Assefaw Gebremedhin, Research, Parallel Computing

Graph (network) computations are critical kernels in many algorithms in data mining, data analysis, scientific computing, computational science and engineering, etc. In large-scale applications, the graph computations need to be performed in parallel. Parallelizing graph algorithms effectively -- with emphasis on scalability and performance -- is particularly challenging for a variety of reasons: In many graph algorithms runtime is dominated by memory latency rather than processor speed, there exist little computation to hide memory access costs, data locality is poor, and available concurrency is low.

Listed below in reverse chronological order are papers I have written together with a number of different collaborators introducing a range of techniques for dealing with these challenges in the context of a variety graph problems. Much of my earlier work in this direction focused on distributed-memory platforms. My more recent effort targets the emerging and rapidly growing multicore platforms as well as massively multithreaded platforms. The list also includes my recent works on other combinatorial problems than graph probems and on problems around matrix computations. I am in general interested in exploring the interplay between algorithms, architectures, and applications in developing scalable systems.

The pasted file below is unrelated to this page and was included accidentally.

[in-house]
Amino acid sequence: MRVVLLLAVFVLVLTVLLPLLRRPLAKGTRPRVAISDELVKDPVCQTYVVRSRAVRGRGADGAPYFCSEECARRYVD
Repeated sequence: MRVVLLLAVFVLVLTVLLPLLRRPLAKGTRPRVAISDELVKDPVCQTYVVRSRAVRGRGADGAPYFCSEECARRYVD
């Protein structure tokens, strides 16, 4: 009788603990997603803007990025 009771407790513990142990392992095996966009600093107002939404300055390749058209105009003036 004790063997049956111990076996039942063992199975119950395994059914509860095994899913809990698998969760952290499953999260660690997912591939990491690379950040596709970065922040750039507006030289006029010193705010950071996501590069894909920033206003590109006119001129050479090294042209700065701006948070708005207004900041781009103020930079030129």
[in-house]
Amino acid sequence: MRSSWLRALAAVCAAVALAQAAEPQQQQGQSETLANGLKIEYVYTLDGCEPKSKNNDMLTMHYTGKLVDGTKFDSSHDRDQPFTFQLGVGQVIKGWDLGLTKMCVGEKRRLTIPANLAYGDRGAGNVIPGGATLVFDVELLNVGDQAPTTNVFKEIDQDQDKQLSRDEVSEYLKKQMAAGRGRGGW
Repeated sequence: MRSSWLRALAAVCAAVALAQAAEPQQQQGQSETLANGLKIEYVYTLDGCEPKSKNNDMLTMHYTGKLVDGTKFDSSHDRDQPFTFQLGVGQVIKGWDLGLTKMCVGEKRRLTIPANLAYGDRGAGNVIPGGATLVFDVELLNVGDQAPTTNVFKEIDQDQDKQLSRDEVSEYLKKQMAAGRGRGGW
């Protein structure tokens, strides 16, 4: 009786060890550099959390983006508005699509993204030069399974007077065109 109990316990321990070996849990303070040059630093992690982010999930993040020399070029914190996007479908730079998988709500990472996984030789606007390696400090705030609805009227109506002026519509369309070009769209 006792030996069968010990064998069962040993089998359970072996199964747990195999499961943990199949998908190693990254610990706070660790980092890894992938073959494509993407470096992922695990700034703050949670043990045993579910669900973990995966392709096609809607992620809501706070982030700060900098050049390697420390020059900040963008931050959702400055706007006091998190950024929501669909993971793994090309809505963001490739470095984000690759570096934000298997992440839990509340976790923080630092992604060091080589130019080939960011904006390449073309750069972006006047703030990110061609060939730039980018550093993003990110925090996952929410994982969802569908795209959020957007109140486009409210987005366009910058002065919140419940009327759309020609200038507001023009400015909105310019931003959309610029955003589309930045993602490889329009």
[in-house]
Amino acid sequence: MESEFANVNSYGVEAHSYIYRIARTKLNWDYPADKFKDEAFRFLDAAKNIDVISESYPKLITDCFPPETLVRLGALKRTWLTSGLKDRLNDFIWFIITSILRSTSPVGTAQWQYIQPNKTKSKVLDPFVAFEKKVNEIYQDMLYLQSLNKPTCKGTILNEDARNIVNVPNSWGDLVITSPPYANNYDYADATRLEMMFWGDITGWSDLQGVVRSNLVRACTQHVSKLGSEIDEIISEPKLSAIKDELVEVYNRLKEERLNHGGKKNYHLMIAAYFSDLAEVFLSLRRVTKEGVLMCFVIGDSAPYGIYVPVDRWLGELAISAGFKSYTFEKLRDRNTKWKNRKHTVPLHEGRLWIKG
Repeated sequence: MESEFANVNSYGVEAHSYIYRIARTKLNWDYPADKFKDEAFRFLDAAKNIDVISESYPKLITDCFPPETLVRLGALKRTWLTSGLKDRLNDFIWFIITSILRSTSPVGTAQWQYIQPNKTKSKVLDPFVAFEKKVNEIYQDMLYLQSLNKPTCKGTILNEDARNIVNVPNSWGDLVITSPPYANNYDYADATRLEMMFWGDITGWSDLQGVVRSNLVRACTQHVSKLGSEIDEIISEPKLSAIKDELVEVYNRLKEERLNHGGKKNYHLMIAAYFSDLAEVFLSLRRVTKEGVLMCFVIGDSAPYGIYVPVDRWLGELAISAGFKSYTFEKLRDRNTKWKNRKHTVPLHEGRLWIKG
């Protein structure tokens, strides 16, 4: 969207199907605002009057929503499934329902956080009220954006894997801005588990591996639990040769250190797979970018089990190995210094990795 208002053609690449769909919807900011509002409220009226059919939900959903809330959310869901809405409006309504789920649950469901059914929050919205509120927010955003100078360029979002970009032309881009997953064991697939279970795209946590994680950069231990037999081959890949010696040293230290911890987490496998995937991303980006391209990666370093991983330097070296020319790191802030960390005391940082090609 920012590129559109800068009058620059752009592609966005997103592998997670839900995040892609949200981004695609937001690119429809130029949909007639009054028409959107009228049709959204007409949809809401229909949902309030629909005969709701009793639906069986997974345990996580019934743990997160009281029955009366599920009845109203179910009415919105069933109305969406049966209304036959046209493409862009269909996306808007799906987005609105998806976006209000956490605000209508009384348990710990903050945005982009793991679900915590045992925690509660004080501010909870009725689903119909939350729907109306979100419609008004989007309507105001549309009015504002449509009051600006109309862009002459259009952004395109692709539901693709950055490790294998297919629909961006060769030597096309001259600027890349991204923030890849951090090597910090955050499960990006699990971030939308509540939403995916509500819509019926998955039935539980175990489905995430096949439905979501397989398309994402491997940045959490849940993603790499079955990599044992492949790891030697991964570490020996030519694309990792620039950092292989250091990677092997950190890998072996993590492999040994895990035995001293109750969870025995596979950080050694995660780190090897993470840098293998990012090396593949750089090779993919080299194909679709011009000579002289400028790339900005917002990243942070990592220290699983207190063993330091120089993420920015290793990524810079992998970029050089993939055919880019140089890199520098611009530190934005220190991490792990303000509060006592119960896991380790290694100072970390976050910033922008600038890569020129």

MPI-based implementations of some of the distributed memory parallel algorithms for the distance-1 and distance-2 coloring problems I developed together with colleagues are publicly available via the Zoltan software toolkit of Sandia National Laboratories.


Multi-core and multi-threaded architectures
Distributed memory architectures
Shared memory architectures
Multi-core and multi-threaded architrectures Distributed-memory architectures
Shared-memory and coarse-grained multiprocessors

Go back to Research Areas or go side-ways to
  • Network Science
  • Coloring and Automatic Differentiation
  • Parallel Computation Models